NCAA DI XC Championships: Perspective Key For Individual Champs Schweizer, Tiernan
TERRE HAUTE, Indiana — The right perspective changes everything.
Just ask Karissa Schweizer and Patrick Tiernan.
Schweizer, a junior from Missouri, turned a purported negative into a positive and Tiernan, a senior from Villanova, concentrated on the goal rather than a legend. Added together, that served as the impetus for their individual wins at the 2016 NCAA Division I Cross Country Championships at the LaVern Gibson Championship Cross Country Course on Saturday.
Depending on who you ask, the weather in “Terredise” was either perfect or less than ideal. The temperature at the start of the women’s race was 36 degrees and winds that gusted up to 28 miles per hour made it feel like 25.
Schweizer couldn’t wait to go toe to toe with Mother Nature and the NCAA’s elite.
“I knew it was bad conditions and I really favor those,” Schweizer said. “I was really excited. I was up there with the lead pack and I was thinking, ‘Man, maybe this could be my day.’”
Schweizer tucked behind Michigan’s Erin Finn, Notre Dame’s Anna Rohrer and New Mexico’s duo of Calli Thackery and Alice Wright until right before the 4K split when Rohrer and Finn surged ahead with Kansas’ Sharon Lokedi close behind. The Mizzou junior had no other option than to stay right on their heels.
“My coach (Marc Burns) told me go with whatever moves are made and I felt good so if I could hang out with them, I could kick at the end,” Schweizer said. “I kept telling myself ‘Just hang on! Just hang on!’”
Burns ran along the course urging Schweizer and six of her teammates on (The Tigers qualified as a team and placed 16th) and couldn’t help but experience déjà vu watching the race unfold.
“It was like in the 5K outdoors last year,” Burns said. “Her goal was to be All-American, but she got to the last lap and she was like, ‘Oh my God. I can get 5th. Oh my God, I can get 3rd.’ I think she was saying the same thing to herself today: ‘All right I’m going to be in the top-5. I’m going to be in the top-3. Oh my God, I can catch those two.’”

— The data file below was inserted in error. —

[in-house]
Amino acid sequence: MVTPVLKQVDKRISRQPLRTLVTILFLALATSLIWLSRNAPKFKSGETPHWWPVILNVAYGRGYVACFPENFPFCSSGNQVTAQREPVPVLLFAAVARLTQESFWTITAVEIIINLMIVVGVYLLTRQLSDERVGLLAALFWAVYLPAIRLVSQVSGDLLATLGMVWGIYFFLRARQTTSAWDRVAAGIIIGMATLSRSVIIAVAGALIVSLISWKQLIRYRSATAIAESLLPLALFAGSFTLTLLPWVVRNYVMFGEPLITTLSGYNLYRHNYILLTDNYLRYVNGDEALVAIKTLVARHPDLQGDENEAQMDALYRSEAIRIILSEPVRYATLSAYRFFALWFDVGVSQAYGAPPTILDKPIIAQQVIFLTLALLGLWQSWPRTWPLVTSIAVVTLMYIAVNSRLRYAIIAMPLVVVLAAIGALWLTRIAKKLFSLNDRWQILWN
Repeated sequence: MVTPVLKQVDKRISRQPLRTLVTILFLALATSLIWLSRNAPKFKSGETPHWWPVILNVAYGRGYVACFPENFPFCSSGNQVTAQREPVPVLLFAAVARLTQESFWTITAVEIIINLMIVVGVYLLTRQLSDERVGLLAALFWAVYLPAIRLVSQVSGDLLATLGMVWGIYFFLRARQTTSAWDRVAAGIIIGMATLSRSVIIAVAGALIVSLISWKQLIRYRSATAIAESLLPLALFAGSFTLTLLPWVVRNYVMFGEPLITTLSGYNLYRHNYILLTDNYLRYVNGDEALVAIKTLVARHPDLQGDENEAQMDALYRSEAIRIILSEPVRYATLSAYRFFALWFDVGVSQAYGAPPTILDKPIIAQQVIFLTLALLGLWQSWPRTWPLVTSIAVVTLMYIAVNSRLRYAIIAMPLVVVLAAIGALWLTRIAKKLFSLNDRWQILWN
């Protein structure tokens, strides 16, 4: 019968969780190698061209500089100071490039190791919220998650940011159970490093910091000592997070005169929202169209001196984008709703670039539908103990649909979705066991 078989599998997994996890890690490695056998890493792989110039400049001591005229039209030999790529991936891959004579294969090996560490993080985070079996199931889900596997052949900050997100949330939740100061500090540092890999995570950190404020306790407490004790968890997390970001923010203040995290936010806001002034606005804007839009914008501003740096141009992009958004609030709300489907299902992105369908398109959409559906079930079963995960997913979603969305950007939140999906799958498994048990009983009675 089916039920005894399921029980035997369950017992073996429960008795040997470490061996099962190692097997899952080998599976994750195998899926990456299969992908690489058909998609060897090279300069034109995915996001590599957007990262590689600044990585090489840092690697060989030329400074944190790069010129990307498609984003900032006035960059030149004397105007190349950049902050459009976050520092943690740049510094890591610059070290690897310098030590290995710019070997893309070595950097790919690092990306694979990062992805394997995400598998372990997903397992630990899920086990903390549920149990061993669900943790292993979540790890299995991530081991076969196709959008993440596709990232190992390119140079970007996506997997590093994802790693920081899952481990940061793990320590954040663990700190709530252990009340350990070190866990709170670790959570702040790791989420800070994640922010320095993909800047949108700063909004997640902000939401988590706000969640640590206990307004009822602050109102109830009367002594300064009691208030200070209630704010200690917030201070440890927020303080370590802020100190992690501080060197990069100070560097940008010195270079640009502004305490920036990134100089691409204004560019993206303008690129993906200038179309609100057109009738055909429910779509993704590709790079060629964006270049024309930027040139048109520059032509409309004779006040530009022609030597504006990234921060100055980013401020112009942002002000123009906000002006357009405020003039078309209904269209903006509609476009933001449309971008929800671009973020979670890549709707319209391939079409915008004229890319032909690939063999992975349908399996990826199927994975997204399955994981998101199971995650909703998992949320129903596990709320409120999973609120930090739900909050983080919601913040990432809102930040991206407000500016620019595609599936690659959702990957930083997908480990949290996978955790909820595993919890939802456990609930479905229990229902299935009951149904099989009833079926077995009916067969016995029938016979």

By the time the race hit the final straightaway, Schweizer sat third behind Rohrer and Finn. Then Finn kicked ahead of Rohrer and thought she had the individual title in the bag. Schweizer had other ideas as she sped past Finn on the inside and crossed the finish line in 19:41.6.
Tiernan ran his last collegiate race on Saturday and had no other focus than on the individual title. The previous three times he competed at the NCAA Division I Cross Country Championships he placed 9th (2013), 18th (2014) and 2nd (2015).
“I came into it with the mentality that I wasn’t getting second again,” Tiernan said. “I got second last year and as good as it was you just always want to get first. I just felt like I couldn’t leave the NCAA without a championship.”
It was in Louisville, Kentucky last November where Tiernan took out the race like a man on fire in an effort to wear out eventual winner Edward Cheserek of Oregon. All Tiernan did was tucker himself out in the final 2K as Cheserek won by 26 seconds.
Since he came back from Rio, where he competed for Australia at the 2016 Summer Olympics, Tiernan dedicated his training to closing out the last one-fifth of the 10K cross country race. He also kept the individual title in the crosshairs, not Cheserek.
“I think last year I just had too much of a central focus (on beating Cheserek) and as it turns out today, Justyn was the guy who came in behind me,” Tiernan said. “I mean, this was my last season and I approached it thinking ‘This is it. You’re going to get after it and bring home a title.’”
Tiernan found himself in familiar company once the race hit the latter stages. He, Cheserek and Syracuse’s Justyn Knight were all alone with 2K to go. The winner would have to grind it out from there and Tiernan was up to the task.
Not only did Tiernan win the national title when he finished five seconds ahead of Knight, he ended King Cheserek’s reign. Cheserek had won the three previous NCAA XC titles and if he won on Saturday, he would have done something no man in NCAA DI history had done in the storied, 77-year history of the championships. Cheserek finished 3rd, an almost poetic 26 seconds behind Tiernan.